Fathers Fafard and Marchand concluded the Mass prematurely on account of Wandering Spirit’s hostile antics, whereupon the war chief’s followers ushered most of the white settlers towards the Plains Cree camp. Wandering Spirit himself headed to the home of Thomas Quinn and ordered the Indian agent to follow his white compatriots. Quinn refused. Wandering Spirit repeated his demand twice more, and each time the government man refused to comply. “Die then!” spat the war chief, raising his rifle and shooting Quinn in the head.
The gunshot was like a spark in a powder keg. Immediately, a Plains Cree warrior shot Quinn’s Metis interpreter in the shoulder; another pockmarked brave then ran up to the wounded man, pressed the muzzle of his rifle against his chest, and finished him off.
Chief Big Bear, who had been lounging in the kitchen of the HBC post, ran towards the bloody scene bellowing “Tesqua! Tesqua!” (Stop! Stop!) in a great booming voice. His entreaty fell on deaf ears; two more white men- William Gilchrist and George Dill- were subsequently murdered by Wandering Spirit’s unruly warriors, as were Fathers Fafard and Marchand.
“Dust and smoke filled the air,” wrote William Cameron. “Whoops and shrieks and the ghastly clatter of galloping hoofs blended in a weird and ghastly symphony. High over all swelled the deadly war-chant of the Plains Crees, bursting from a hundred sinewy throats. I heard the peculiarly-ringing voice of Wandering Spirit calling on his followers to shoot the other whites and burst after burst sounded the death knell of other of my friends.”
At that time, Theresa Gowanlock, the wife of a local miller named John Gowanlock- was among the crowd of white settlers who were being led to Big Bear’s camp. She described her harrowing experience in a later reminiscence entitled Two Months in the Camp of Big Bear, writing:
“Mr. Williscraft, an old grey-headed man about seventy-five years of age came running by us, and an Indian shot at him and knocked his hat off, and he turned around and said, ‘Oh! Don’t shoot! Don’t shoot!’ But they fired again, and he ran screaming and fell in some bushes.”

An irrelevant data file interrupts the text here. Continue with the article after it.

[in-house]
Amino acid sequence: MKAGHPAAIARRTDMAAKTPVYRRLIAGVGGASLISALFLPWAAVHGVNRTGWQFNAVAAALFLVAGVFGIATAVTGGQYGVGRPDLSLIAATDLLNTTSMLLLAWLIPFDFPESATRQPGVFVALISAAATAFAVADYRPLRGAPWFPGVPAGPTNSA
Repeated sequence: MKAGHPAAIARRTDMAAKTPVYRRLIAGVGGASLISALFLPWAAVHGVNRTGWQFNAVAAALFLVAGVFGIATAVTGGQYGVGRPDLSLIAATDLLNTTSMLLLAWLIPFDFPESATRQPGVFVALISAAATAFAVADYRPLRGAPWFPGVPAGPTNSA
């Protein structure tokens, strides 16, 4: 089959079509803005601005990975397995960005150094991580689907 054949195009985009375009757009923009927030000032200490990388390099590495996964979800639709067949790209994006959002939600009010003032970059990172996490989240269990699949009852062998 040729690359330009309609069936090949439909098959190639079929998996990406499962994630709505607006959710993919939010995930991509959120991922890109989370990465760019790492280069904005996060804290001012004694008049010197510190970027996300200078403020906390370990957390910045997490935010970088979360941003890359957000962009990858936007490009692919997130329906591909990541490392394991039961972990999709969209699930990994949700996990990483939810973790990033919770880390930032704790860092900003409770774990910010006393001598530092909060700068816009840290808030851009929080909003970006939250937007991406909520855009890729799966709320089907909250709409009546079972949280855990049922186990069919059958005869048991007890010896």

“My dear wife,” whispered Theresa’s husband, John, in an attempt to comfort her, “be brave to the end.” No sooner had he said this than he was fatally shot in the back. Theresa fell down beside her dying husband and prepared herself for the inevitable bullet. “But death just then was not ordained for me,” she wrote. A Plains Cree warrior roughly hauled her to her feet just in time for her to see the murder of John Delaney, who had formerly instructed the local Woodland Cree in farming; Delaney’s grieving widow, who was also named Theresa, was torn from her husband’s prostrate body and made prisoner.
By the time the smoke cleared, nine white men lay dead and four white residents- Theresa Gowanlock, Theresa Delaney, William Cameron, and HBC agent James Simpson- were held captive in the camp of Big Bear. That Cameron and Simpson were spared the slaughter is due to the intercession of their Woodland Cree friends, who sheltered them in their own camp after the shooting broke out. Similarly, the two female prisoners, Mrs. Gowanlock and Mrs. Delaney, were saved from cruel usage and death by local Metis interpreters named John Pritchard and Adolphus Nolin, who purchased them from the braves who had claimed them as their wives.
The Plains Cree spent the following days feasting and dancing, gorging themselves on HBC bacon and sacramental wine from the Mission church. After mutilating the bodies of their victims, they allowed several devoutly Catholic local Metis to inter some of the bodies in empty houses and the church cellar; others were left out in the open at the command of Wandering Spirit, at least one of them being propped up against a tree with a pipe jammed in his mouth in a perverse display of frontier humour.
On Easter Sunday, Big Bear’s Plains Cree burned Notre Dame, the Mission church, before setting fire to the rest of the buildings at Frog Lake. That accomplished, they and their Woodland Cree brethren, whom they had bullied into joining their wild crusade, proceeded southeast, bound for Fort Pitt.
Big Bear’s Campaign
For two months, the Cree war party roamed throughout northern Saskatchewan with their prisoners in tow. Theresa Gowanlock, Theresa Delaney, and William Cameron, in their memoirs, detailed the particulars of the campaign, describing the Cree’s nearly bloodless capture of Fort Pitt; the constant infighting that took place between the warlike Plains Cree and the more peaceably inclined Woodland cousins; various Cree ceremonies, including the agonizing Thirst Dance and a ritualized feast which centred around the consumption of dog stew; and the Cree’s final skirmishes with government forces at the edge of the boreal forest. All the while, the prisoners- particularly those of the fairer sex- suffered from bitter cold, severe privation, and the ever-looming threat of execution at the hands of Wandering Spirit.
After their defeat at the Battle of Loon Lake, the Plains Cree and the Woodland Cree went their separate ways, the prisoners proceeding under the protection of their Woodland Cree friends. The captives were finally rescued by government forces in mid-June and brought back to civilization.